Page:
(READ ABOUT A REPORT ON THE GOVERNMENT'S PROGRAM FOR DREAMERs as of August 15, 2013 when applications for deferred action climbed above 500,000 at the end of the initiative's first year.)
U.S. Citizenship and Immigration Services has released new statistics for the Obama administration's deferred action program that suggest the DREAM Act alternative program for childhood arrivals is picking up steam.
As of Nov. 15, USCIS had received 308,935 applications and approved 53,273 since the program began in August. The government says it's getting an average of 4,827 applications per day from young immigrants, and that number could go higher with President Obama's reelection which ensures the program will continue for four more years.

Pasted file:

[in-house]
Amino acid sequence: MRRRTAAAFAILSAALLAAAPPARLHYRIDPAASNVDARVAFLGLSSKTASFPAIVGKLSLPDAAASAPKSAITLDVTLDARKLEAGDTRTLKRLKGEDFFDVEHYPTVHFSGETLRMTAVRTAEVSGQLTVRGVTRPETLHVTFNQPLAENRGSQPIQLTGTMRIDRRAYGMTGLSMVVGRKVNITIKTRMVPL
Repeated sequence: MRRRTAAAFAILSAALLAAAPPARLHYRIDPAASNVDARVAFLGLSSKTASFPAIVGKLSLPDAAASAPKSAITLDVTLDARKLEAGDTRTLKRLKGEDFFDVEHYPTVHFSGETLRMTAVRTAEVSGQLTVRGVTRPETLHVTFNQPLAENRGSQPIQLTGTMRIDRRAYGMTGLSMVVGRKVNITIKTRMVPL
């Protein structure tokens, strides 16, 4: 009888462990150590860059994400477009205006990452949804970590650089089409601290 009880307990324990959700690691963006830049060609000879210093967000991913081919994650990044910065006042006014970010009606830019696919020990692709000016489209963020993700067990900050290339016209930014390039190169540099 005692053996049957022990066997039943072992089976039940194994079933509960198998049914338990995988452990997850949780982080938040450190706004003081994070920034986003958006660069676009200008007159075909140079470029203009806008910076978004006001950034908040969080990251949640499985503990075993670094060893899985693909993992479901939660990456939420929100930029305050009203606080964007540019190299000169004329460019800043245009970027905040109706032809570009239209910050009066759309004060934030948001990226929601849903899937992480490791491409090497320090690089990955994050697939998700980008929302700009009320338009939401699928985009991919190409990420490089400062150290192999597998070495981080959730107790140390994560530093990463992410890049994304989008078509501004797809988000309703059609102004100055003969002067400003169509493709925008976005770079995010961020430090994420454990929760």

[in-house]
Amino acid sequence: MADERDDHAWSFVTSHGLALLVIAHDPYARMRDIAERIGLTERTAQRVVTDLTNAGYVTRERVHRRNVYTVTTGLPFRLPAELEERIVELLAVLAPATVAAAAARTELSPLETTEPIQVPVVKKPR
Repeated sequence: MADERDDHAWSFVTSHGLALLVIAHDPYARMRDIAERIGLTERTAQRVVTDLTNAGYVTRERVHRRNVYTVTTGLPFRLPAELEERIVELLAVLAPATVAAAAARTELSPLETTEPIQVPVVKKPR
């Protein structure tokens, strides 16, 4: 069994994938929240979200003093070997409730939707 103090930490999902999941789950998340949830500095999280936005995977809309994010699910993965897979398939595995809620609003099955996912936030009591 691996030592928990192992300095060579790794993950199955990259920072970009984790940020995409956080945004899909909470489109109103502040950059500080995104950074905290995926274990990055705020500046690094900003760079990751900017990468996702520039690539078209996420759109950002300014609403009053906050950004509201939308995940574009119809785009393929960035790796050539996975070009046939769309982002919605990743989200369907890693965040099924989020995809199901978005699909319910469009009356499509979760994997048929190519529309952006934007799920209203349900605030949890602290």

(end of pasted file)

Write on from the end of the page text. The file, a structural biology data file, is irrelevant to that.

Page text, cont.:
Overall, the government has rejected 10,101 applications, with 124,573 currently under review. Immigrant advocates believe more than 1.5 million illegal immigrants who entered the country as children could become eligible to avoid deportation under the program.
The USCIS says Mexico is the leading country of origin for applicants with 212,514, followed by El Salvador (13,769) Honduras (8,577), Guatemala (7,630), South Korea (4,880) and Brazil (4,345).
California has been the top state for applications with 81,858, followed by Texas (47,727), New York (19,320), Florida (15,318) and Illinois (13,904).
To apply, immigrants must be between 15 and 30 years old. They must clear a criminal background check and pay about $465 in fees to get a two-year exemption from deportation to work or study in the country.